- Donald Trump has restricted the media’s early access to market-moving data.
- The Senate is limiting media access during the impeachment trial.
- Both measures have been classified as increased security measures, but a closer look shows how they benefit the Trump administration.
Donald Trump and Republican senators are circling the wagons ahead of a contentious impeachment trial and a brutal election cycle. This week, Trump and his team announced drastic new changes that will significantly disrupt media coverage in Washington.
The revamped rules allegedly increase security, but a closer look reveals another example of Trump protecting his own interests.
Donald Trump Targets Bloomberg’s Cash-Cow
While Trump has long been critical of “fake news” and mainstream media, his crackdown on media access this week was unnerving.
The Trump administration plans to restrict mainstream media’s advanced access to economic data by removing computers from the equation.
For several decades, reporters enjoyed early access to market-moving economic information like employment data and inflation. They were confined in a “lockup” where they could use computers without internet access to write their story. When the lockup period expired, journalists could send their work electronically to be posted online.
Trump Targets His Political Rivals
There are good reasons for changing the lockup procedures. For one, they give mainstream media platforms an advantage over smaller peers.
Large organizations like Bloomberg cater to high-speed traders who use algorithms to place their bets. Those companies are able to charge hefty annual fees, a practice the government is keen to end.
Donald Trump is particularly interested in hurting these firms this year since Democratic presidential hopeful Michael Bloomberg owns one of them.
While Giving His Allies a Leg Up
There’s another reason Donald Trump wants to cater to smaller media outlets: his allies are reportedly working to buy one.
Hicks Equity Partners, a family investment firm tied to the co-chairman of the Republican National Committee, Thomas Hicks Jr., may acquire One America News Network (OANN), according to the Wall Street Journal. OANN is a small, Trump-friendly conservative network. (Editor’s Note (01/22 02:48 EST): A representative for Mr. Hicks has since told CCN.com that he isn’t personally participating in the deal.)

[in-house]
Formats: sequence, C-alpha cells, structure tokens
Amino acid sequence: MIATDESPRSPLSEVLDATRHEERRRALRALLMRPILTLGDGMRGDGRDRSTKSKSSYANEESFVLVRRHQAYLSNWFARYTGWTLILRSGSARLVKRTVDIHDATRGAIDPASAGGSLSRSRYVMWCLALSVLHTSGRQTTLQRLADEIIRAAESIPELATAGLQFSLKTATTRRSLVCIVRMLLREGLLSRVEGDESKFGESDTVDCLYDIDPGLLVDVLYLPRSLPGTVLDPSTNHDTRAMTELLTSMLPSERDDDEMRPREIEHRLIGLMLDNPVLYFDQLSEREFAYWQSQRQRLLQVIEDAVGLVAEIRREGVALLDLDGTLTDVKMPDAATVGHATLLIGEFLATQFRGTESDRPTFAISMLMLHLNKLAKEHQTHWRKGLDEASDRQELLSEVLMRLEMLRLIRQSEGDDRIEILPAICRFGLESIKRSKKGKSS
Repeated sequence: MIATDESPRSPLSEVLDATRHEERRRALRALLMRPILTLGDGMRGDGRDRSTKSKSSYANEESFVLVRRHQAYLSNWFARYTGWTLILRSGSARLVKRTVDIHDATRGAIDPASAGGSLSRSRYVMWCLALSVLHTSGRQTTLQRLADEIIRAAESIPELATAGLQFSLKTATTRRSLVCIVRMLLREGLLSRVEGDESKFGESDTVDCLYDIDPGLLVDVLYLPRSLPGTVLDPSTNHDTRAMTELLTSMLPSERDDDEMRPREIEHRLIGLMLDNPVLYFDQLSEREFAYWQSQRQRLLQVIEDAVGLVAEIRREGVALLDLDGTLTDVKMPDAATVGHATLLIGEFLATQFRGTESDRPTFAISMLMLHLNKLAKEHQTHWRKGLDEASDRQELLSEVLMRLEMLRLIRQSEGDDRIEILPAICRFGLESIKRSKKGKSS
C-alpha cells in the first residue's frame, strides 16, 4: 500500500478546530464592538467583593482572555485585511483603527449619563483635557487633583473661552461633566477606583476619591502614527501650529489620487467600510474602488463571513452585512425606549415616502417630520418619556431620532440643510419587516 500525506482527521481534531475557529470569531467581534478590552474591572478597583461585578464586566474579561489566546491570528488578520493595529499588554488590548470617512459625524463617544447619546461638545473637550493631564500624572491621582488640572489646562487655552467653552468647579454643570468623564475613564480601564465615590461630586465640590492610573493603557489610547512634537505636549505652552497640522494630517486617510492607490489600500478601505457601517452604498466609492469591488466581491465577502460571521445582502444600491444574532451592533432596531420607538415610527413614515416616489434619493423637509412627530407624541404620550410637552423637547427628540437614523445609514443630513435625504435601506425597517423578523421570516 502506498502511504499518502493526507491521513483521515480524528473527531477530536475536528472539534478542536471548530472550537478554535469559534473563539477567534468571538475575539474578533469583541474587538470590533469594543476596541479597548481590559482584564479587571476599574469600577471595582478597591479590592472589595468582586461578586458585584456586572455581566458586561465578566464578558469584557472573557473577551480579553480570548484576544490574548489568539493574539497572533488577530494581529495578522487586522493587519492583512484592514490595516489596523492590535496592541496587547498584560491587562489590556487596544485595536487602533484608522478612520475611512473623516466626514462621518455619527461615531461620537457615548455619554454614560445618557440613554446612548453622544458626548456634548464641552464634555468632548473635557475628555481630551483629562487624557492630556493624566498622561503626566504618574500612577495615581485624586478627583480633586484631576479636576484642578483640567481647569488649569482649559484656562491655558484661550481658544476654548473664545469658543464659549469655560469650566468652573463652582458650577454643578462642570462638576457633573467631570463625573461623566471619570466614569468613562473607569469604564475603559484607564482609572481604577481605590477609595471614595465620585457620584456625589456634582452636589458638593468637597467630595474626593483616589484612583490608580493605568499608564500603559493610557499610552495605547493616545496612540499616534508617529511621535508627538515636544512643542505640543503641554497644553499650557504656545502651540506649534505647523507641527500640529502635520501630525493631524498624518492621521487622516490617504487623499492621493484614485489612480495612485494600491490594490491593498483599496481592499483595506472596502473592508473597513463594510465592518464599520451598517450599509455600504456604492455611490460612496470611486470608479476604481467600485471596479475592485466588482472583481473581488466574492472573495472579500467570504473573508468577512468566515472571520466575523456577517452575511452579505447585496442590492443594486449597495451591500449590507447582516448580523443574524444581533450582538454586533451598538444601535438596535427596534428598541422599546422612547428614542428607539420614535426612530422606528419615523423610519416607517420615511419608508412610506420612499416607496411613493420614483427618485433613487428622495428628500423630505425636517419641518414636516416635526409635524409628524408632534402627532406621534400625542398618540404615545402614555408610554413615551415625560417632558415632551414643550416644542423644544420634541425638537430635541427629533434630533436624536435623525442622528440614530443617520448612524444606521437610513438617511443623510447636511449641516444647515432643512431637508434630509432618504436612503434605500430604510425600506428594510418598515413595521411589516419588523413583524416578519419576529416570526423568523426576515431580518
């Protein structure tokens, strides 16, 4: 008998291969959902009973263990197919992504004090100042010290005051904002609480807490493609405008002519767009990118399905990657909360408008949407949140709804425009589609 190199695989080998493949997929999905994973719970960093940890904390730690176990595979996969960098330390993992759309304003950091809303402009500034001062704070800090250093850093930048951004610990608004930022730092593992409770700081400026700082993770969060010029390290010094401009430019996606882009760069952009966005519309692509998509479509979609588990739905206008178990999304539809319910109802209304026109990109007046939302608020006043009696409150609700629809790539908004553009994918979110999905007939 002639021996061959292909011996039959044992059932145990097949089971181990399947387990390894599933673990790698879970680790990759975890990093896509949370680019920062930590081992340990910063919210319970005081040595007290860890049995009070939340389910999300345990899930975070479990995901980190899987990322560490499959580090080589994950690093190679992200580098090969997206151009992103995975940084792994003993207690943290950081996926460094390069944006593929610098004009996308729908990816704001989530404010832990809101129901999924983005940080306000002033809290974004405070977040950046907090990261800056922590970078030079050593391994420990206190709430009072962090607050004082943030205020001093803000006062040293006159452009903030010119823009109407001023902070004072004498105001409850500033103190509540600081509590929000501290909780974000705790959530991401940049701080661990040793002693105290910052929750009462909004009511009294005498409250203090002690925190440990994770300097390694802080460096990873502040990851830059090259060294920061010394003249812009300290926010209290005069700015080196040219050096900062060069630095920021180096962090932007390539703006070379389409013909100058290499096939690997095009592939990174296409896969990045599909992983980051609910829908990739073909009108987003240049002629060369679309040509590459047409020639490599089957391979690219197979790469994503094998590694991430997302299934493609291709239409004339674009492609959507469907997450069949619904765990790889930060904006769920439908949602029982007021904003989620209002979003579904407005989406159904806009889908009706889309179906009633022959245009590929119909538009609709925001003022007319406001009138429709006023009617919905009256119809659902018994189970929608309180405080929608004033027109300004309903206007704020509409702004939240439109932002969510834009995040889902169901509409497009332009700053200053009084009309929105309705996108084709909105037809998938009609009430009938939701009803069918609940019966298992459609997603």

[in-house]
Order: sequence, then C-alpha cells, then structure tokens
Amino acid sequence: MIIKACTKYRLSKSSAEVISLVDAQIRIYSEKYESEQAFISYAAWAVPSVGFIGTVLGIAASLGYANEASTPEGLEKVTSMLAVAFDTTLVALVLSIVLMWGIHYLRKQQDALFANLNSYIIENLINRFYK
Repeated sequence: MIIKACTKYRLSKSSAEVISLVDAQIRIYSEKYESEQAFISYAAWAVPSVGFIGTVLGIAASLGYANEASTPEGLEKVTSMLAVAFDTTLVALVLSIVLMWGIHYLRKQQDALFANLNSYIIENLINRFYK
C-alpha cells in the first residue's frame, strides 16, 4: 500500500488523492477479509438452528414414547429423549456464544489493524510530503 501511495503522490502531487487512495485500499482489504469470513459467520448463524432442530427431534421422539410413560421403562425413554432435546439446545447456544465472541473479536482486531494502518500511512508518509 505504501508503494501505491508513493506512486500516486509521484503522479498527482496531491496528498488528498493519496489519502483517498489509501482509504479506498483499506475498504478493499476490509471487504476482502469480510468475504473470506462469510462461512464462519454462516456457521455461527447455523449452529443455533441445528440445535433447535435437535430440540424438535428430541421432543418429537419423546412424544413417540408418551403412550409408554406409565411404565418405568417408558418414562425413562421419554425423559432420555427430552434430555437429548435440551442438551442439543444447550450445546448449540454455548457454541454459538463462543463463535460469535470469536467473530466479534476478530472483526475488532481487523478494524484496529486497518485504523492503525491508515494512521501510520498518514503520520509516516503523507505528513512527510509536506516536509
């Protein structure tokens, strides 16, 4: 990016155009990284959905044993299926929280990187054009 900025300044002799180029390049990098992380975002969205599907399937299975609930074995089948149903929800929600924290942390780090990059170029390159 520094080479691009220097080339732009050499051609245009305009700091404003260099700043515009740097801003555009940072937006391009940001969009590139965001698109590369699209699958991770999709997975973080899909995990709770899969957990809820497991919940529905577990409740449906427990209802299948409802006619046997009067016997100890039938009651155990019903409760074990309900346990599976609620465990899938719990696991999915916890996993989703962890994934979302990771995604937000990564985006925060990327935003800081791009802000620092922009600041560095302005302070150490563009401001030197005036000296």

Trump and his supporters say that Fox News – the only right-wing voice among mainstream outlets – isn’t doing enough to support the Republican party. Taking away big networks’ privileged access to economic data is one way to open the door for OANN.
Republicans Block Media Access to Impeachment Trial
Changing the lockup procedure isn’t the only way Trump and his allies are cutting the media out. The Republican-controlled Senate is also limiting press access during the impeachment trial.
Reporters will be confined to a single press pen, limiting their access to trial participants. Security officers will prevent journalists from freely entering and exiting this area, where electronic devices are not permitted. That will impact coverage significantly because reporters typically enter and exit freely to push updates out as news breaks.
When the impeachment articles were delivered this week, only one video camera was permitted, and no photographs could be taken. Bill Clinton’s impeachment trial in 1998 did not carry the same harsh restrictions.
Trump Dulls Impeachment’s Pinch
It’s not hard to understand Trump’s motive. He desires to draw attention away from the impeachment hearing as much as possible. Republican senators who plan to vote against his removal from office likely agree with his sentiment.
Impeachment is a starkly partisan issue. Democrats are fighting fiercely for his removal and Republicans vow to protect him. Liberals have already started to ramp up pressure on Senate Republicans, arguing that voting along party lines would be spitting in the face of impartial justice. As House Judiciary Committee Chairman Jerry Nadler put it,
The Senate is on trial as well as the President.
That sentiment is likely to be true as coverage of the trial begins. With the press unable to speak to senators and ask for comment as they usually would, making lawmakers accountable simply won’t happen.
Disclaimer: The opinions in this article do not represent investment or trading advice from CCN.com